The New Chambers in Sanssouci Park, Potsdam, were constructed for King Frederick the Great of Prussia from 1771 to 1775. The building, which stands to the west of Sanssouci Palace, serves as a complement to the Picture Gallery, which lies to the east. Both buildings flank the summer palace.
The chambers replaced an orangery, which had been built at that site in 1745 on plans by Georg Wenzeslaus von Knobelsdorff and held the terraces' potted plants during the winter months. Ramps, on which the tubs were taken in and out, serve as reminders of the building's original use. Master builder Georg Christian Unger was commissioned to turn the orangery building into a guesthouse. The building's basic elements were left alone, as were its size and floor-to-ceiling french doors. The most obvious change was the addition of a cupola on the middle section. The similarities between the architecture of the New Chambers and that of the Picture Gallery are such that the both buildings can be mistaken for the other.
The real alteration occurred in the interior, where seven guest rooms and two ballrooms were created. The building is a highpoint of the late style of Frederican Rococo, even though classicism was already largely set as the prevailing taste of the period. The guest rooms were decorated differently with lacquered, painted, or inlaid cabinets, whose costly inlays of native woods decorated the entire wall from the ceiling to the floor. For paintings, the guest rooms have views of Potsdam, which document the town's design under Frederick the Great and were specially commissioned for the guesthouse by the king.
In the middle of the building, under the cupola, lies the largest room, the Jasper Room. The ballroom's walls are gloriously decorated with red jasper and grey Silesian marble. The same colors are found in the floor design. The ceiling painting Venus mit ihrem Gefolge (Venus with her Retinue) was created in 1774 by Johann Christolph Frisch. Decorated panels from both antiquity and the 18th century were attached to the background of red jasper.
The second, large ballroom, located in the eastern part of the New Chambers is the Ovid Gallery, decorated in the style of French mirrored rooms. On the long side of the room is a mirror stretching almost to the ceiling, across from which, on the garden side, are french doors. Frederick wished that the walls be decorated with gilded reliefs of the liaisons of the ancient gods, which had been told by the Roman poet Ovid in his Metamorphoses. The room's rich decoration comes from the workshop of the Bayreuther sculptors and brothers Johann David Räntz and Johann Lorentz Wilhelm Räntz.References:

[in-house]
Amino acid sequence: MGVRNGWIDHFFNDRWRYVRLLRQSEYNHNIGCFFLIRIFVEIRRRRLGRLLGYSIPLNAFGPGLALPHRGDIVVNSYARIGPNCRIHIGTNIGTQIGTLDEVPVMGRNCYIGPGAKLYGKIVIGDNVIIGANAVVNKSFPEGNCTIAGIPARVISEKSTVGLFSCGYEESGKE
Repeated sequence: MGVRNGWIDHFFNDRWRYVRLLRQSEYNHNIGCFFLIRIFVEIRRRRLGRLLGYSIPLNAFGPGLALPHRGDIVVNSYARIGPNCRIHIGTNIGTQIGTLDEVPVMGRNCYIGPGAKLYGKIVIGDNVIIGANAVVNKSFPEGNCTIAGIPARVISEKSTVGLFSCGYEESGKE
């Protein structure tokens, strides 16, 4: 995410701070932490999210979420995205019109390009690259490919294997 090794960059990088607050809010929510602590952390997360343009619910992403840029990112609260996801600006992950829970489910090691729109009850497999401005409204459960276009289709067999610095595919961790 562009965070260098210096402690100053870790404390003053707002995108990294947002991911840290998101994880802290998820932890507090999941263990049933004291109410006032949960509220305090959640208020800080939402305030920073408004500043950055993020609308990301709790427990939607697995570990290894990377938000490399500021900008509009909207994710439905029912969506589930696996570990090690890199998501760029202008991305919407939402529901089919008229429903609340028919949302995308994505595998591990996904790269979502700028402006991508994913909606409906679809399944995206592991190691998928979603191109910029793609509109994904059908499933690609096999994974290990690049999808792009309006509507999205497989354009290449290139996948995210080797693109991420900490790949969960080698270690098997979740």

The Palazzo Colonna is a palatial block of buildings built in part over ruins of an old Roman Serapeum, and has belonged to the prestigious Colonna family for over twenty generations.
The first part of the palace dates from the 13th century, and tradition holds that the building hosted Dante in his visit to Rome. The first documentary mention notes that the property hosted Cardinal Giovanni and Giacomo Colonna in the 13th century. It was also home to Cardinal Oddone Colonna before he ascended to the papacy as Martin V (1417–1431).
With his passing, the palace was sacked during feuds, and the main property passed into the hands of the Della Rovere family. It returned to the Colonna family when Marcantonio I Colonna married Lucrezia Gara Franciotti Della Rovere, the niece of pope Julius II. The Colonna"s alliance to the Habsburg power, likely protected the palace from looting during the Sack of Rome (1527).
Starting with Filippo Colonna (1578–1639) many changes have refurbished and create a unitary complex around a central garden. Architects including Girolamo Rainaldi and Paolo Marucelli labored on specific projects. Only in the 17th and 18th centuries were the main facades completed. Much of this design was completed by Antonio del Grande (including the grand gallery), and Girolamo Fontana (decoration of gallery). In the 18th century, the long low facade designed by Nicola Michetti with later additions by Paolo Posi with taller corner blocks (facing Piazza Apostoli) was constructed recalls earlier structures resembling a fortification.
The main gallery (completed 1703) and the masterful Colonna art collection was acquired after 1650 by both the cardinal Girolamo I Colonna and his nephew the Connestabile Lorenzo Onofrio Colonna and includes works by Lorenzo Monaco, Domenico Ghirlandaio, Palma the Elder, Salviati, Bronzino, Tintoretto, Pietro da Cortona, Annibale Carracci (painting of The Beaneater), Guercino, Francesco Albani, Muziano and Guido Reni. Ceiling frescoes by Filippo Gherardi, Giovanni Coli, Sebastiano Ricci, and Giuseppe Bartolomeo Chiari celebrate the role of Marcantonio II Colonna in the battle of Lepanto (1571). The gallery is open to the public on Saturday mornings.
The older wing of the complex known as the Princess Isabelle"s apartments, but once housing Martin V"s library and palace, contains frescoes by Pinturicchio, Antonio Tempesta, Crescenzio Onofri, Giacinto Gimignani, and Carlo Cesi. It contains a collection of landscapes and genre scenes by painters like Gaspard Dughet, Caspar Van Wittel (Vanvitelli), and Jan Brueghel the Elder.
Along with the possessions of the Doria-Pamphilij and Pallavacini-Rospigliosi families, this is one of the largest private art collections in Rome.